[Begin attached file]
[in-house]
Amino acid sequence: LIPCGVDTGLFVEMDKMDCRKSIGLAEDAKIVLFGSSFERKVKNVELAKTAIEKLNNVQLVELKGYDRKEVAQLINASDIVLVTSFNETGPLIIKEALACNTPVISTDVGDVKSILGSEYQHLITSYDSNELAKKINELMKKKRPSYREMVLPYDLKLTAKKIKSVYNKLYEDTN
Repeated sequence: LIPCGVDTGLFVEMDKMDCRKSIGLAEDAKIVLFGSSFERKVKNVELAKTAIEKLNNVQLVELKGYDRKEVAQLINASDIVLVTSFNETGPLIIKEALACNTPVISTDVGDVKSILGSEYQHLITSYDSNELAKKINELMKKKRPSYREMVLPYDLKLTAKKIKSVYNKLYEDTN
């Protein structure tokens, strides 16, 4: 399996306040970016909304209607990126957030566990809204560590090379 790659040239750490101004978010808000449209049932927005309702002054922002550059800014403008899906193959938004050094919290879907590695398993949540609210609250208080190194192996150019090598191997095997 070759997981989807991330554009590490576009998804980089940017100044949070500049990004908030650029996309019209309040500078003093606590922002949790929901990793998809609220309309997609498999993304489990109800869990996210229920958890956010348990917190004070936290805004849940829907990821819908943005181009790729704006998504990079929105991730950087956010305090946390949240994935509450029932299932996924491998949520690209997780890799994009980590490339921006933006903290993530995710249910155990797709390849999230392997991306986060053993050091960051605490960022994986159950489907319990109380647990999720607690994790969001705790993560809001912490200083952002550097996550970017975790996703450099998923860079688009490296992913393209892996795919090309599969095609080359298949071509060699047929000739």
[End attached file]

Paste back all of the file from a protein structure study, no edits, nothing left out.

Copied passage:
[in-house]
Amino acid sequence: LIPCGVDTGLFVEMDKMDCRKSIGLAEDAKIVLFGSSFERKVKNVELAKTAIEKLNNVQLVELKGYDRKEVAQLINASDIVLVTSFNETGPLIIKEALACNTPVISTDVGDVKSILGSEYQHLITSYDSNELAKKINELMKKKRPSYREMVLPYDLKLTAKKIKSVYNKLYEDTN
Repeated sequence: LIPCGVDTGLFVEMDKMDCRKSIGLAEDAKIVLFGSSFERKVKNVELAKTAIEKLNNVQLVELKGYDRKEVAQLINASDIVLVTSFNETGPLIIKEALACNTPVISTDVGDVKSILGSEYQHLITSYDSNELAKKINELMKKKRPSYREMVLPYDLKLTAKKIKSVYNKLYEDTN
């Protein structure tokens, strides 16, 4: 399996306040970016909304209607990126957030566990809204560590090379 790659040239750490101004978010808000449209049932927005309702002054922002550059800014403008899906193959938004050094919290879907590695398993949540609210609250208080190194192996150019090598191997095997 070759997981989807991330554009590490576009998804980089940017100044949070500049990004908030650029996309019209309040500078003093606590922002949790929901990793998809609220309309997609498999993304489990109800869990996210229920958890956010348990917190004070936290805004849940829907990821819908943005181009790729704006998504990079929105991730950087956010305090946390949240994935509450029932299932996924491998949520690209997780890799994009980590490339921006933006903290993530995710249910155990797709390849999230392997991306986060053993050091960051605490960022994986159950489907319990109380647990999720607690994790969001705790993560809001912490200083952002550097996550970017975790996703450099998923860079688009490296992913393209892996795919090309599969095609080359298949071509060699047929000739």